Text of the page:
• Dear Kay,
    Extreme beverage selection = most excellent. Your brother clearly understands what the holidays are about.
    Thank you for the heads-up on Colinette Isis potential shredding issues. It does have that ultraforgiving fuzziness about it, which I’ll exploit. It’ll be that project for days when “Whatever” is how I deal with bad knitting.
    Re the pudding, the box says you can definitely microwave it in about ten minutes. But we viewed our Christmas pudding as a sort of Yule log: we would sneak over to the stove, peek under the lid, and wonder if it was looking the way it was supposed to. The longer it took, the better. Could have left it on all day for the entertainment value it provided.

  • You should serve the Christmas pudding with brandy butter and a sprig of holly. Honest, that’s how the mother-in-law always does it. She also pours brandy (or calvados ) over it, and sets it aflame. Christmas traditions….
    Ann – I wonder if that makes you the 2nd to last or 3rd to last recipient for the 2003 exchange. A relief that the socks fit and the pudding went down O.K. Sorry to bring you to tears, I sometimes, have that effect of people :-), although it’s usually small children.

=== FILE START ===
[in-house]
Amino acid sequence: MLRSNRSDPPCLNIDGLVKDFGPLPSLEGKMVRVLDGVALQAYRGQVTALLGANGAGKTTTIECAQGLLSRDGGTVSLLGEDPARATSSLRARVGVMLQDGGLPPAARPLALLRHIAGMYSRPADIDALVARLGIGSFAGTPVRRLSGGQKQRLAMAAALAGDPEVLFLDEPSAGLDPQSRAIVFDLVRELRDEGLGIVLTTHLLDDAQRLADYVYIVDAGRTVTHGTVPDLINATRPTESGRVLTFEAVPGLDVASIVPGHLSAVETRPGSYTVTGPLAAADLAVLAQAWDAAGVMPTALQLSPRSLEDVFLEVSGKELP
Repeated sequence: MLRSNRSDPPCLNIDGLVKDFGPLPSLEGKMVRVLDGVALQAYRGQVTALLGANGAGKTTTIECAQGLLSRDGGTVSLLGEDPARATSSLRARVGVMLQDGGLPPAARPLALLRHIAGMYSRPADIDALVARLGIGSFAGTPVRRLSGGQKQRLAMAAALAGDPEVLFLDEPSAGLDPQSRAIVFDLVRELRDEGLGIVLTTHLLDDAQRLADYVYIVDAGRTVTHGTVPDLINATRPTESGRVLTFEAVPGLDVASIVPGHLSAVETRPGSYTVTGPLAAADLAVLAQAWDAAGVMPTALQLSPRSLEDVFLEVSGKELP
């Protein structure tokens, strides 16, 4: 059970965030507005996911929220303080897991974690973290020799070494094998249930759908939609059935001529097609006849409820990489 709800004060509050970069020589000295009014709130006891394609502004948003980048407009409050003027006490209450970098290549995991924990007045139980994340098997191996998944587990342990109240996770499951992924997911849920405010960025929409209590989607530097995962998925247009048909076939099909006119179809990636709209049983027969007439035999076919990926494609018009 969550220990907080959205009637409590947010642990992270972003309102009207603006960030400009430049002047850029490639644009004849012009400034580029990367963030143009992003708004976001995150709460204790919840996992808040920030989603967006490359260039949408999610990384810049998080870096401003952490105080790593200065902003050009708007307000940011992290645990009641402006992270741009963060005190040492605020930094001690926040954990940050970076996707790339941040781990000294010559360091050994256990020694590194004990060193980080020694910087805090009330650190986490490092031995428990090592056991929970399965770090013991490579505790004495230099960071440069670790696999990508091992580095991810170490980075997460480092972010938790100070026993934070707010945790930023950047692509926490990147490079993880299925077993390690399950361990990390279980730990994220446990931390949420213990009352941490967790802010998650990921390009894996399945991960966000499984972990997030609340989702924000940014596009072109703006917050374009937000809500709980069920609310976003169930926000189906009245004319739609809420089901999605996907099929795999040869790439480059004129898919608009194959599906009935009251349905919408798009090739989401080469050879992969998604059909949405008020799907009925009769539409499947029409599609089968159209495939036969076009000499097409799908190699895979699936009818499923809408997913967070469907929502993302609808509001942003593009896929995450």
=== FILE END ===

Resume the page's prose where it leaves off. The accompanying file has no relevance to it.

• We sprinkle icing sugar on and around our Christmas Pudding to make it look like snow – or a blizzard, if the grandchildren have a hand in it….. Definitely brandy butter, though, and holly.

  • I’ve got to confuse matters here, in my (& my family’s opinion – prob. going back several generations on my mother’s side) Christmas Pudding with or without holly & flaming brandy is always served with clotted cream. No brandy butter or custard, just lots of oozy, thick, unctious, calorific, clotted cream.
    yum. (mince pies aren’t right without it either)
    re: the microwave thing… it’s just not the same if the kitchen’s not full of steam for most of the day!
    P.S. Just come back from the bump’s 20 week scan – and can now announce that I’ll be knitting with blue yarn 🙂

  • Dear Polly, Jill, and Jo–Thanks very much for your advice. If I’d known we could douse our pudding with calvados, powdered sugar, and clotted cream, surround it with sharp foliage, then set the thing on fire, well, THAT’S a Christmas.
    We did consider giving our Christmas pudding a Southern touch and throwing it in the deep fryer along with the turkey and the pork rinds.
    And Jo! A boy! A real true boy! Very excited for you.